LLM in International Commercial Arbitration and subsequent opportunities


Hi, I am a Commercial Dispute Resolution Lawyer from India with professional experience of 2.5 years. I did the undergraduate course from a National Law University. I am interested in applying for Masters in International Commercial Arbitration (not any region specific). One of the most important factor for me in deciding the place to apply for Masters is subsequent career opportunities after doing the masters, outside of India.

Would anyone shed some light on it and help a fellow out?
Hi, I am a Commercial Dispute Resolution Lawyer from India with professional experience of 2.5 years. I did the undergraduate course from a National Law University. I am interested in applying for Masters in International Commercial Arbitration (not any region specific). One of the most important factor for me in deciding the place to apply for Masters is subsequent career opportunities after doing the masters, outside of India.

Would anyone shed some light on it and help a fellow out?
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chicken so...
An LLM isn't necessarily a great enabler of international mobility. I would say that most who complete LLMs go back to their home countries after they graduate. There wouldn't be the same level of careers support as their would be for say, a world-class MBA.

A lot of this comes down to language spoken and visa issues. Many English speakers go to the UK or the USA to study, because they speak the language, and find that the visa rules make it hard to land jobs after graduation.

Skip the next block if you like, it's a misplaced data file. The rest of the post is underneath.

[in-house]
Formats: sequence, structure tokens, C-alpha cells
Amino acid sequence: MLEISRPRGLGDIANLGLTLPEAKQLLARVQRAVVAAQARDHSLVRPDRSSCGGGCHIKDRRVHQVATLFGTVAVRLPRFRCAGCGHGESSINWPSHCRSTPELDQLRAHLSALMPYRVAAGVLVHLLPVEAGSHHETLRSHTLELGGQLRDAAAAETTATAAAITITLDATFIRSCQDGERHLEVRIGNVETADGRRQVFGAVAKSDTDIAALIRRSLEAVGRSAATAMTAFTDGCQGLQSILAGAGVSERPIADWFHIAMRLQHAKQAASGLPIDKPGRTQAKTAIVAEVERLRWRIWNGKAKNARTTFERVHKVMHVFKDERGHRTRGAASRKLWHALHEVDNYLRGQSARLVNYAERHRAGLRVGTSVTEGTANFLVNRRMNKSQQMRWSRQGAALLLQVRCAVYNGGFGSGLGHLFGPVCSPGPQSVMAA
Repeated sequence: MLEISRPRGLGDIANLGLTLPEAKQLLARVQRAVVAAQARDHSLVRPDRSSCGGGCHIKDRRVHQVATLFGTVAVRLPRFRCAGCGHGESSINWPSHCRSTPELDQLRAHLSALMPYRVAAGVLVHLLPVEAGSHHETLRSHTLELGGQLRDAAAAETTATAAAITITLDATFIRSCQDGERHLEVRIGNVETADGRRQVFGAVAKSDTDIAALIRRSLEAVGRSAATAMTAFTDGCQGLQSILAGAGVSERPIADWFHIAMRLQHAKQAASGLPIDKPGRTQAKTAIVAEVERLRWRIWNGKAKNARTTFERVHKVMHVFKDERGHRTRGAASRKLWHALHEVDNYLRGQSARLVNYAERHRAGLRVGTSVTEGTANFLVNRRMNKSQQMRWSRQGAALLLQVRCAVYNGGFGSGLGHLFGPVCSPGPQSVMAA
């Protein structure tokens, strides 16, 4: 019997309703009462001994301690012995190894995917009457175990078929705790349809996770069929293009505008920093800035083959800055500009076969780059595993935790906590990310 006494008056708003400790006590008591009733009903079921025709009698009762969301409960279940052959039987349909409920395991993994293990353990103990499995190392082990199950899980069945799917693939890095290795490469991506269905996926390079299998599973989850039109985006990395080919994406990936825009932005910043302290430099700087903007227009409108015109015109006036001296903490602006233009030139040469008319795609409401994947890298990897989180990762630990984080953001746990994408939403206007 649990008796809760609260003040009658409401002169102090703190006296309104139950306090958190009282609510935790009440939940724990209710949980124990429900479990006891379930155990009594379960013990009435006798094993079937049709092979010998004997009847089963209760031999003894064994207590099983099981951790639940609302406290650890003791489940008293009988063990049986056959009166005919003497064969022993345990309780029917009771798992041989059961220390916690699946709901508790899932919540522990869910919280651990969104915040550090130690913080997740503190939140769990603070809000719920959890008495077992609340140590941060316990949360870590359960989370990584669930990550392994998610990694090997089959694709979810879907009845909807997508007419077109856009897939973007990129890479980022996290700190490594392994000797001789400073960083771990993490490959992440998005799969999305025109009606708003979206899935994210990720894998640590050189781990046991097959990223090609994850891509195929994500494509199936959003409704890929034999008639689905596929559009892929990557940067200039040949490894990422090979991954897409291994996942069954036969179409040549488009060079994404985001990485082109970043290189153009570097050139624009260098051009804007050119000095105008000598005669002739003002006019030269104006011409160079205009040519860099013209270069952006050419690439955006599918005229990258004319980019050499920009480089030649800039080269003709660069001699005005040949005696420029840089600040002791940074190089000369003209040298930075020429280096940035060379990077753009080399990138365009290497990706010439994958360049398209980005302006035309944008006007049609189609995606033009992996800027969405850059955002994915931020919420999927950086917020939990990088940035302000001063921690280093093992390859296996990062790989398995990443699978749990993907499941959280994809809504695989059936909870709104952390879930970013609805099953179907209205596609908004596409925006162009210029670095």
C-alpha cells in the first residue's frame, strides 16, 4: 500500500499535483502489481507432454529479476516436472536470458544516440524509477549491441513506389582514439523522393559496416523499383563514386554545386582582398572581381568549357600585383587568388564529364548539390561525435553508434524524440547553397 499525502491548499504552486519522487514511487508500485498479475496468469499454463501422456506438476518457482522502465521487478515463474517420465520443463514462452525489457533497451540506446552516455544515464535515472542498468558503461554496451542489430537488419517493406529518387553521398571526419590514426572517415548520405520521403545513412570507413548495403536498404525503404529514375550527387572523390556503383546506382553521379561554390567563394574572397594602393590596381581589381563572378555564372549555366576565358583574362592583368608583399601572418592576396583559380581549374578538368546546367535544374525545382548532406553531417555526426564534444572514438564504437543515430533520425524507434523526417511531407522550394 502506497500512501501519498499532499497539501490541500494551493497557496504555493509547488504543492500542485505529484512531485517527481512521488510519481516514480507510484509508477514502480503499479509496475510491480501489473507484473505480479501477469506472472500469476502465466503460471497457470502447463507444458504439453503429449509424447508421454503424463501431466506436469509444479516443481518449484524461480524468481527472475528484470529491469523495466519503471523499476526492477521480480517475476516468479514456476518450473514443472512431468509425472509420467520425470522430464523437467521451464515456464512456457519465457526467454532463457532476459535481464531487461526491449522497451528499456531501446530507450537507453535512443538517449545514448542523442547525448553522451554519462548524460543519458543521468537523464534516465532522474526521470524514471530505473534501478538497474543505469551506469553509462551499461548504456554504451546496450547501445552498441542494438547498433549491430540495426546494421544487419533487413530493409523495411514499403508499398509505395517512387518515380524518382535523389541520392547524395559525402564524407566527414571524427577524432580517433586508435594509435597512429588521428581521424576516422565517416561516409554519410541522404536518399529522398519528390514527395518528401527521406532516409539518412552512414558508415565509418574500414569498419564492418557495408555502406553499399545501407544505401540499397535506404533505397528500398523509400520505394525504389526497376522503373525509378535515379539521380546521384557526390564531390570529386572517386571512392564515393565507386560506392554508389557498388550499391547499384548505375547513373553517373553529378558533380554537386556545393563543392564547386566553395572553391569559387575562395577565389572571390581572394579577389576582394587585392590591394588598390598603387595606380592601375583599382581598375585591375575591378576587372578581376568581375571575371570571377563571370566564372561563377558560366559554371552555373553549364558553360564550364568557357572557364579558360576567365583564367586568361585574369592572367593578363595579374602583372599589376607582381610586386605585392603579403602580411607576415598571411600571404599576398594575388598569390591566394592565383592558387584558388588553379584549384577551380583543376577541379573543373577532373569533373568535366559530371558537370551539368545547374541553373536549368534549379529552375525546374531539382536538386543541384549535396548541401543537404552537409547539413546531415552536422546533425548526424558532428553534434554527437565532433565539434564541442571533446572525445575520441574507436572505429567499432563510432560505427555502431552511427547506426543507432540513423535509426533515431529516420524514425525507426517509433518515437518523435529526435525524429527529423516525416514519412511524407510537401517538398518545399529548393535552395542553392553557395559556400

On the other side is countries in mainland Europe, like say Germany, that have better visa policies for internationals but where jobs require knowledge of you know, German.

For English speakers, Canada / Australia / New Zealand are good middle grounds, but the job markets there are not always ideal.
An LLM isn't necessarily a great enabler of international mobility. I would say that most who complete LLMs go back to their home countries after they graduate. There wouldn't be the same level of careers support as their would be for say, a world-class MBA.

A lot of this comes down to language spoken and visa issues. Many English speakers go to the UK or the USA to study, because they speak the language, and find that the visa rules make it hard to land jobs after graduation.

On the other side is countries in mainland Europe, like say Germany, that have better visa policies for internationals but where jobs require knowledge of you know, German.

For English speakers, Canada / Australia / New Zealand are good middle grounds, but the job markets there are not always ideal.
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